During the rotational measurements conducted in the yz-plane, in which the angle between the field and current is constant, the AMR is expected to be more sensitive to the crystalline component. For SRO001, flat resistance maxima appear when the magnetization lies in-plane, and sharp transitions when the field is
The sharp dips in SRO110 when the field is in-plane reflect that the in-plane direction is magnetically hard. The easy axis in this case is expected to lie perfectly out-of-plane. The sharpness of the dips in this scan is in contrast to the broad, but flattened peaks, and cannot be explained considering only low order anisotropy terms. Instead, higher order crystalline anisotropy terms should be taken into consideration to fully explain the complex AMR.
The transverse resistance measurements for both samples yield similar results, but with some important differences. The expected sine periodicity is observed where the highest resistance is found whenever the field points up (+z) and the lowest resistance when the field points down (−z). This indicates that for both substrates the AHE resistance is positive, consistent with the out-of-plane field scans shown in Supplementary Figure S13. The shape deviates from that of a perfect sine as a result of the transitions that occur when the field approaches the in-plane direction. The single sharp transition seen at 0° and 180° for SRO110 suggests in-plane to be a hard magnetic plane and it to be more favorable for the magnetization to lie out-of-plane. For SRO001 the transition region spans a greater range of angles and multiple jumps and cusps are seen to occur in this region. This is consistent with a more complex anisotropy and multiple easy axes with a small tilt away from the film normal.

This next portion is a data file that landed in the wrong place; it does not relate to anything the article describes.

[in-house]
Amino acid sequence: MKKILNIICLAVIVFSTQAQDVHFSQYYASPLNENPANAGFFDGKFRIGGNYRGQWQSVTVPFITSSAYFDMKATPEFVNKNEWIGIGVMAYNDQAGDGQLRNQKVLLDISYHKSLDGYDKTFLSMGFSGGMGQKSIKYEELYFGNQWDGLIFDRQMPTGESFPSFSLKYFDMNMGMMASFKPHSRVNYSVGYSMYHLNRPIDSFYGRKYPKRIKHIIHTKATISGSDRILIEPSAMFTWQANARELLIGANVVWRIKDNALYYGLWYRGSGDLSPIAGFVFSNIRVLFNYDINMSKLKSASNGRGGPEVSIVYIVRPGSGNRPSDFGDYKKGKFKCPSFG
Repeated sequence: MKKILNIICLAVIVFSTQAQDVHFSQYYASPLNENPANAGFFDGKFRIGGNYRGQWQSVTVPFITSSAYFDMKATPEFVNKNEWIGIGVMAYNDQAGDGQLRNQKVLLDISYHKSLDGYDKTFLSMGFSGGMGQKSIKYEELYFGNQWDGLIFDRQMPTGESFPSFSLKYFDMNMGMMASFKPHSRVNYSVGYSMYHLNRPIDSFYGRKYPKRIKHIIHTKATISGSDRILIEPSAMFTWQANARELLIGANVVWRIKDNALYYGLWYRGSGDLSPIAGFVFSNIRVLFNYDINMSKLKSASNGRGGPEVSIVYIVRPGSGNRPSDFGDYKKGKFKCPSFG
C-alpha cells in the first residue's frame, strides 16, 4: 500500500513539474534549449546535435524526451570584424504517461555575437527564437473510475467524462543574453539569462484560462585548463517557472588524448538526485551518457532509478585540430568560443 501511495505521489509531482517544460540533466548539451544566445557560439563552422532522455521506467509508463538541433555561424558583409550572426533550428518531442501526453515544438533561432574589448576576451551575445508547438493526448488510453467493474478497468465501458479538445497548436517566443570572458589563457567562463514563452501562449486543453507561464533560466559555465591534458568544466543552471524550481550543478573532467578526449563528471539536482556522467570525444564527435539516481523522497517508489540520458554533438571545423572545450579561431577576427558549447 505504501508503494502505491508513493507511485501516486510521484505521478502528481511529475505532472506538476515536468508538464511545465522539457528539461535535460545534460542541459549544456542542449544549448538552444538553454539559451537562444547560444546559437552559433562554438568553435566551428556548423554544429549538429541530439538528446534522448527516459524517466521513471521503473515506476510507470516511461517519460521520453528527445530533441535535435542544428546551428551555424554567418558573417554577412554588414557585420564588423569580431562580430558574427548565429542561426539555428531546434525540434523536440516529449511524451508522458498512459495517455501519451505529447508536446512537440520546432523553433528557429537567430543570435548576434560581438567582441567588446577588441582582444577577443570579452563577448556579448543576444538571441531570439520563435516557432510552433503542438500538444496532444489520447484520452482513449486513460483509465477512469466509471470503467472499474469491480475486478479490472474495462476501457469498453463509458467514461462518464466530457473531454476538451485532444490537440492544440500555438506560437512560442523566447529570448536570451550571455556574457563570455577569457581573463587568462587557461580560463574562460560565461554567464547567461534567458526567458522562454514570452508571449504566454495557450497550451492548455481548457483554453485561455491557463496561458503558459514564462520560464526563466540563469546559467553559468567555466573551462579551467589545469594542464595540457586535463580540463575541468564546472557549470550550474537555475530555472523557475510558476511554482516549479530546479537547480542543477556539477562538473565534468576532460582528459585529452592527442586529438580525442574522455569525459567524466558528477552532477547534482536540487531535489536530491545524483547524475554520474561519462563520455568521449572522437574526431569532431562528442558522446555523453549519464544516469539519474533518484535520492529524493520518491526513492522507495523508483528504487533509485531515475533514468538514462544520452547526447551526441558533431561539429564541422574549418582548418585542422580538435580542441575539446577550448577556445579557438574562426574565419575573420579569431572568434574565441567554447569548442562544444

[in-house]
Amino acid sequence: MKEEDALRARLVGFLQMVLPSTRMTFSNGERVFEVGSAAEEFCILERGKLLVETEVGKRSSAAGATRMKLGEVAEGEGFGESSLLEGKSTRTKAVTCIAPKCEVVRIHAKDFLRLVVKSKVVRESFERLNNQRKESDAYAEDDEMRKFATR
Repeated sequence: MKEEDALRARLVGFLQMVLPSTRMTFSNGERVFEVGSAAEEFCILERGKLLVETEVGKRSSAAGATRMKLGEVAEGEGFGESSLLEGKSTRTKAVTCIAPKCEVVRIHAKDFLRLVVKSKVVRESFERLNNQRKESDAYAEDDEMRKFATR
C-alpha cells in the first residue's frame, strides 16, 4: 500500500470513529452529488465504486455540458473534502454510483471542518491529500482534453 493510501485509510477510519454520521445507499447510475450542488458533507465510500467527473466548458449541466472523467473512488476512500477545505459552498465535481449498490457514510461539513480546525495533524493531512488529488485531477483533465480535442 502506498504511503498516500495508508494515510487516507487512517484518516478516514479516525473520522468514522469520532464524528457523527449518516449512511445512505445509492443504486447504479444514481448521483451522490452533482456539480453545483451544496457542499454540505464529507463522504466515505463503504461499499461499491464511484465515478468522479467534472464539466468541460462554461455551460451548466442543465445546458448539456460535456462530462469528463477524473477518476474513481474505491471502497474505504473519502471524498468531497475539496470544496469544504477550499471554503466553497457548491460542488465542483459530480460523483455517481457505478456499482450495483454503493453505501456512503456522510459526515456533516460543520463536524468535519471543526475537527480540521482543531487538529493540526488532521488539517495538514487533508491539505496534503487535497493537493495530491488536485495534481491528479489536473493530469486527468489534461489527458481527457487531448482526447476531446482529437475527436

The longitudinal second harmonic data for xz scans (Figures 3A,B) yields strong signals with similar features for both samples. One of the significant differences is that for SRO110, a single sharp jump occurs when the current and field are parallel while for SRO001 this transition comprises of three jumps and cusps spanning a wider range of angles of about 60° around the in-plane configuration. This is consistent with the first harmonic transverse results in which a series of (SRO001) and a single (SRO110) jump(s) are seen for the different samples. As mentioned previously, this is likely a signal of the differences in anisotropy, in particular with SRO110 possessing well-defined uniaxial anisotropy and SRO001 having multiple easy axes. No longitudinal second harmonic signals were seen when instead the magnetic field was swept in the yz plane, where the field is always perpendicular to the current. The symmetry of the longitudinal xz signal and lack of yz signal is consistent with the presence of anti-damping like SOT, with a small contribution likely due to thermal gradient (Avci, 2015; Han et al., 2020).
The transverse signals for xz plane rotations have a 360° periodicity. The yz plane rotations yield clear angular dependencies with a period of 180°. These signals could originate from SOT, but there can also be a contribution from a vertical thermal gradient. The high signal-to-noise ratio of the second harmonic signals likely originates from spin-orbit torque in both Pt/SRO/STO samples. Supplementary Section S2 utilizes the four-direction method proposed by Park et al. (2019) to eliminate thermoelectric contributions from the harmonic Hall signals. The line shapes are not significantly altered by this method, indicating SOT to be the dominant origin of the observed signals.
4.1 Spintronic Memristor